the same flow cannot have more than one host assigned. In
          addition, it is not possible to assign different source and
          destination host IDs through the override mechanism; if a
          host ID is assigned, it will be used as both source and des-
          tination host.

     EXAMPLES
          # tc qdisc delete root dev eth0
          # tc qdisc add root dev eth0 cake bandwidth 100Mbit ethernet
          # tc -s qdisc show dev eth0
          qdisc cake 1: root refcnt 2 bandwidth 100Mbit diffserv3
          triple-isolate rtt 100.0ms noatm overhead 38 mpu 84
           Sent 0 bytes 0 pkt (dropped 0, overlimits 0 requeues 0)
           backlog 0b 0p requeues 0
           memory used: 0b of 5000000b
           capacity estimate: 100Mbit
           min/max network layer size:        65535 /       0
           min/max overhead-adjusted size:    65535 /       0
           average network hdr offset:            0

                             Bulk  Best Effort        Voice
            thresh       6250Kbit      100Mbit       25Mbit
            target          5.0ms        5.0ms        5.0ms
            interval      100.0ms      100.0ms      100.0ms
            pk_delay          0us          0us          0us
            av_delay          0us          0us          0us
            sp_delay          0us          0us          0us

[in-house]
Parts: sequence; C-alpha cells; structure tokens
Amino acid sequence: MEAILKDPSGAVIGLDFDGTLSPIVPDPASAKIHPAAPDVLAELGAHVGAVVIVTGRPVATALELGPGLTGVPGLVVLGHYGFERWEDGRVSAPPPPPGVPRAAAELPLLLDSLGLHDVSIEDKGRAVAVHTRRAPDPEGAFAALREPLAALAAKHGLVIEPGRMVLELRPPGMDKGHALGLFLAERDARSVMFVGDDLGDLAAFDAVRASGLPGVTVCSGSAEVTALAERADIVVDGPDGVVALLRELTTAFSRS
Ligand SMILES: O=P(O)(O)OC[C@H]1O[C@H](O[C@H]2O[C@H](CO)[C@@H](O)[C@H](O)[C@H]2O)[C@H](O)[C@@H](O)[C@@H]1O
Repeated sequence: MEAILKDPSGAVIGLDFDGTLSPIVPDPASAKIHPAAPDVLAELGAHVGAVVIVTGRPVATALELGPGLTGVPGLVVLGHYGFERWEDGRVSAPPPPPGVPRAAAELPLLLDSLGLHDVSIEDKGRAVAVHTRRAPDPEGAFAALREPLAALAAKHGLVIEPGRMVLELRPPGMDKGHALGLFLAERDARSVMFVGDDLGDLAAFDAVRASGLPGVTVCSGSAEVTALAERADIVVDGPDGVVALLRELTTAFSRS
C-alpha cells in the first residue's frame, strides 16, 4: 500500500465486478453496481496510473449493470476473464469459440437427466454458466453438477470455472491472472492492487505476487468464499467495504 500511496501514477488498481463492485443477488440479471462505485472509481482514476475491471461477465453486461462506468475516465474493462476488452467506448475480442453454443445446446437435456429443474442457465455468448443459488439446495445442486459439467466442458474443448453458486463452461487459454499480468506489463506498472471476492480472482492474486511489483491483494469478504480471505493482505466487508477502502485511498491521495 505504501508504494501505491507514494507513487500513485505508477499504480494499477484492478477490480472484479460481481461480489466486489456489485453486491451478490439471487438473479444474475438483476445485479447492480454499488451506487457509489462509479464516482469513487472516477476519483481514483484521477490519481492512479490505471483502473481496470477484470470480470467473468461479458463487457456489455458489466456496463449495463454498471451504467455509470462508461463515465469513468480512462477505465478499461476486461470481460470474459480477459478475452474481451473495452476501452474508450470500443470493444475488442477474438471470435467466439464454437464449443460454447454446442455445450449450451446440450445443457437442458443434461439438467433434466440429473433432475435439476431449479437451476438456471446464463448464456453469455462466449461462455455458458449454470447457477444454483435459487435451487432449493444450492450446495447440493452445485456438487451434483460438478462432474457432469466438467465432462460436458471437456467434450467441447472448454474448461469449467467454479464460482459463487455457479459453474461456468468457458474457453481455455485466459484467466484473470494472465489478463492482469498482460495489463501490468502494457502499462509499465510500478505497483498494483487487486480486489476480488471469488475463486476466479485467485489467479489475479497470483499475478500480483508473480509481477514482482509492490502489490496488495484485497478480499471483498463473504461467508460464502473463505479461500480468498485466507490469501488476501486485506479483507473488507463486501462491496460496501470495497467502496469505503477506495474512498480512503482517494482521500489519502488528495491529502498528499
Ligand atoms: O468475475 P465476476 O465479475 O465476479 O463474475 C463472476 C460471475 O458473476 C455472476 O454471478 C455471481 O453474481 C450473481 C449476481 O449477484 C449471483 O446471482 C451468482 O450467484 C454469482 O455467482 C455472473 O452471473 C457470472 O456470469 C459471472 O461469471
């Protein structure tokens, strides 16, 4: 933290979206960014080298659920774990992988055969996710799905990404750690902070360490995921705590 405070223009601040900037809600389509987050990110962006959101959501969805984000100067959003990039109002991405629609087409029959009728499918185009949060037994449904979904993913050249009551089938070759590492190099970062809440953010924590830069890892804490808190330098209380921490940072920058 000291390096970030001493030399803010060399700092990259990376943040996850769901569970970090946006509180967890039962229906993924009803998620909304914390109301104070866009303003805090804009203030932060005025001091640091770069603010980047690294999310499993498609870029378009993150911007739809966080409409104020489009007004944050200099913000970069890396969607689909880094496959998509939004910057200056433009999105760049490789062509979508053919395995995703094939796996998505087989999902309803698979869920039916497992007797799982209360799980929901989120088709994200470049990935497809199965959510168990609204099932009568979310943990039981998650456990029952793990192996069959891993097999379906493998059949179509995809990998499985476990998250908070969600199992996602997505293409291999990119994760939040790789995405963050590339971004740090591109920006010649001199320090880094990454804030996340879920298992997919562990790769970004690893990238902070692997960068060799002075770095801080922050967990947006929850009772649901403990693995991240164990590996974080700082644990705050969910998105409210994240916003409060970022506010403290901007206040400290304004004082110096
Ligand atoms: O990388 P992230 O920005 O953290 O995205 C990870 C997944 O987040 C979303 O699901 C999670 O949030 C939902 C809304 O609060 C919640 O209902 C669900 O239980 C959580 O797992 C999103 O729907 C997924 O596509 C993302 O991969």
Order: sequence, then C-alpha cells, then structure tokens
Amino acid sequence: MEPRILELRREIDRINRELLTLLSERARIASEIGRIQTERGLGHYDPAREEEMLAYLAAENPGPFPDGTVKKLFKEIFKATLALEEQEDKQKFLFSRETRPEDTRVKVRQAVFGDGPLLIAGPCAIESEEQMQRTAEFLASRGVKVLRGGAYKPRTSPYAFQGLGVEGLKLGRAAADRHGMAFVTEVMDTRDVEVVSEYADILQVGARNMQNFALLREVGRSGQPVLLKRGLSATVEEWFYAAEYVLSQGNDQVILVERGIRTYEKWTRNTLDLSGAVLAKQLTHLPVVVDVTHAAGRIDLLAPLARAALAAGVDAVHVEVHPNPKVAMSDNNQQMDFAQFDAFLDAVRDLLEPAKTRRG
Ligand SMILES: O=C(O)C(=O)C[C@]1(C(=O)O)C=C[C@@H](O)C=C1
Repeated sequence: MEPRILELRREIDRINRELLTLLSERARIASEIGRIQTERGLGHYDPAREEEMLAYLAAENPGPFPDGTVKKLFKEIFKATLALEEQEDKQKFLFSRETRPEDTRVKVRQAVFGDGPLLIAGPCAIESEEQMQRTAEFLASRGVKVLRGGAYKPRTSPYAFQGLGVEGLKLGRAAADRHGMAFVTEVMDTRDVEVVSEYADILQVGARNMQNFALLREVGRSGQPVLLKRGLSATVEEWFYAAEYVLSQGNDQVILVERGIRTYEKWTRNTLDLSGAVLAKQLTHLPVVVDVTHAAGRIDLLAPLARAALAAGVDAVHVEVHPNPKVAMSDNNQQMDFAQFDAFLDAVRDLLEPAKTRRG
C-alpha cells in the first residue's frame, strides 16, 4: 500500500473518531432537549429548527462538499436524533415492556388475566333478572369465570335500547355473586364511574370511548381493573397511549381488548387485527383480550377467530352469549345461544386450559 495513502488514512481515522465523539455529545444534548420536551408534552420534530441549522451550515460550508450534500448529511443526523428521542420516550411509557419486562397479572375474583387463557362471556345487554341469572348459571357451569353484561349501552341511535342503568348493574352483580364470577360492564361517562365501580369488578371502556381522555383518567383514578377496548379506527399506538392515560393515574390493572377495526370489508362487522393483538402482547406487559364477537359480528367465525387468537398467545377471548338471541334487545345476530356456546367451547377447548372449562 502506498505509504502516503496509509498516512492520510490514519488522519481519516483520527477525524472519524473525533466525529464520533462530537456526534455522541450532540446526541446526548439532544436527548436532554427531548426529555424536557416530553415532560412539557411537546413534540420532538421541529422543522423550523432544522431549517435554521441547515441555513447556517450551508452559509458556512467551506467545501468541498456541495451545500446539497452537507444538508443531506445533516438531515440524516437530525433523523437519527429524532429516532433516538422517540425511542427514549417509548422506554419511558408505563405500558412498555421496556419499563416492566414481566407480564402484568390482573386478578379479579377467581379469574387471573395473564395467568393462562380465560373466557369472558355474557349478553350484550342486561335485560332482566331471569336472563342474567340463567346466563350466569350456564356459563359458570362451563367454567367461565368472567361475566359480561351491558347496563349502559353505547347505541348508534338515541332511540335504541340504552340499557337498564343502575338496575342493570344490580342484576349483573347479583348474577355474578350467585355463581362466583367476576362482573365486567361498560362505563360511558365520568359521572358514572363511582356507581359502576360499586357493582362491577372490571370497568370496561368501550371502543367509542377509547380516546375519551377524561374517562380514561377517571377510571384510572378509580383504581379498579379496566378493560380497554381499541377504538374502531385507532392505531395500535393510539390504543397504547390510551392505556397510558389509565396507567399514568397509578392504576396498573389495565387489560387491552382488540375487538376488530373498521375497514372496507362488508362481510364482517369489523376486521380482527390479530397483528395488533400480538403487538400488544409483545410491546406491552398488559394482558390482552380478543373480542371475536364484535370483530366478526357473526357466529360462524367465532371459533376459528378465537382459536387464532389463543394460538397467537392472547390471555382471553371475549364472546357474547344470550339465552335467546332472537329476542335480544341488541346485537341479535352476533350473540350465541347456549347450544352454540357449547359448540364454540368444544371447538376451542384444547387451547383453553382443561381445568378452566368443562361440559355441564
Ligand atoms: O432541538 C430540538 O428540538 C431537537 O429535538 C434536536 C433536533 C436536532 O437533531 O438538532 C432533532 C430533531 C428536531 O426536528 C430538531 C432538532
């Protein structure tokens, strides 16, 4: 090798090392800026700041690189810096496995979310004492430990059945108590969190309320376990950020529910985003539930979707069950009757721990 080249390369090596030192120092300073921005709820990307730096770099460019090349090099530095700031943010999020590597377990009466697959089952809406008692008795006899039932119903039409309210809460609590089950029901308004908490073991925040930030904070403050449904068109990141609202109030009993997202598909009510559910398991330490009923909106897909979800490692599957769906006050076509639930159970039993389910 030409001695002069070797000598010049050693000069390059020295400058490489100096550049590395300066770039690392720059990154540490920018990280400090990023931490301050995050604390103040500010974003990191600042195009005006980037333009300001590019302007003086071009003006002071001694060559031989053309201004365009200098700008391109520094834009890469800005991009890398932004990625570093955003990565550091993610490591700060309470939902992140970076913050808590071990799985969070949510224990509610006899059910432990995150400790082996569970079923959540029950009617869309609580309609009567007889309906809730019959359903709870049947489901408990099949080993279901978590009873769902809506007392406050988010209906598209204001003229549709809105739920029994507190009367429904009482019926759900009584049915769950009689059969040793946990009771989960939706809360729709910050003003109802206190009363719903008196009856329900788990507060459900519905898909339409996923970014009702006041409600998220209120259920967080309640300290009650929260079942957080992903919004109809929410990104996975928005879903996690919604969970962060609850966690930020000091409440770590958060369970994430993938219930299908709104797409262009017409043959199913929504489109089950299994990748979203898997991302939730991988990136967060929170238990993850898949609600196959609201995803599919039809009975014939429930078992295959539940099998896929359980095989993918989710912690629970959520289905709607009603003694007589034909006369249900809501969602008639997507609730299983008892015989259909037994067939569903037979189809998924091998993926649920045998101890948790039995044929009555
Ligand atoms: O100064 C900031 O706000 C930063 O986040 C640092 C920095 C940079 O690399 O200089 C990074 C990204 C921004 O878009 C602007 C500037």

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            pkts                0            0            0
            bytes               0            0            0
            way_inds            0            0            0
            way_miss            0            0            0
            way_cols            0            0            0
            drops               0            0            0
            marks               0            0            0
            ack_drop            0            0            0
            sp_flows            0            0            0
            bk_flows            0            0            0
            un_flows            0            0            0
            max_len             0            0            0
            quantum           300         1514          762

          After some use:
          # tc -s qdisc show dev eth0

          qdisc cake 1: root refcnt 2 bandwidth 100Mbit diffserv3